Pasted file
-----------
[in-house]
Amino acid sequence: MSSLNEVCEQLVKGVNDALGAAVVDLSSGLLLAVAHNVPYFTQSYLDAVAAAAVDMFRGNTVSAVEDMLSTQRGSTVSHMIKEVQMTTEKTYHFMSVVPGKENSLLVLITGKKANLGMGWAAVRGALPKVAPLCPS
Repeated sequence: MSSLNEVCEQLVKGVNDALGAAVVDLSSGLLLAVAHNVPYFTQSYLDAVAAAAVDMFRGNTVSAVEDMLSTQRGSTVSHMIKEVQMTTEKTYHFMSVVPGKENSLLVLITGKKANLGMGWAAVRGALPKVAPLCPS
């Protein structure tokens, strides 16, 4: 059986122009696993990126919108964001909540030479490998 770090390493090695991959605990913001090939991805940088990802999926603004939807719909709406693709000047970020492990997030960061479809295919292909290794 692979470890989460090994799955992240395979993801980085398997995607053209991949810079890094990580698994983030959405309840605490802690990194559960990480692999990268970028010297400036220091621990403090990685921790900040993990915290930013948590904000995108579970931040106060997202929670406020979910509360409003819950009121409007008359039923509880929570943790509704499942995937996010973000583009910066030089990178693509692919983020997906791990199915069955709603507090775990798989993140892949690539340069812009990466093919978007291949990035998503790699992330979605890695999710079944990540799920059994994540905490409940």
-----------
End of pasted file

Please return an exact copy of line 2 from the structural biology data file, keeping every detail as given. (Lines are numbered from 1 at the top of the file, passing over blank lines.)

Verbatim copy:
Amino acid sequence: MSSLNEVCEQLVKGVNDALGAAVVDLSSGLLLAVAHNVPYFTQSYLDAVAAAAVDMFRGNTVSAVEDMLSTQRGSTVSHMIKEVQMTTEKTYHFMSVVPGKENSLLVLITGKKANLGMGWAAVRGALPKVAPLCPS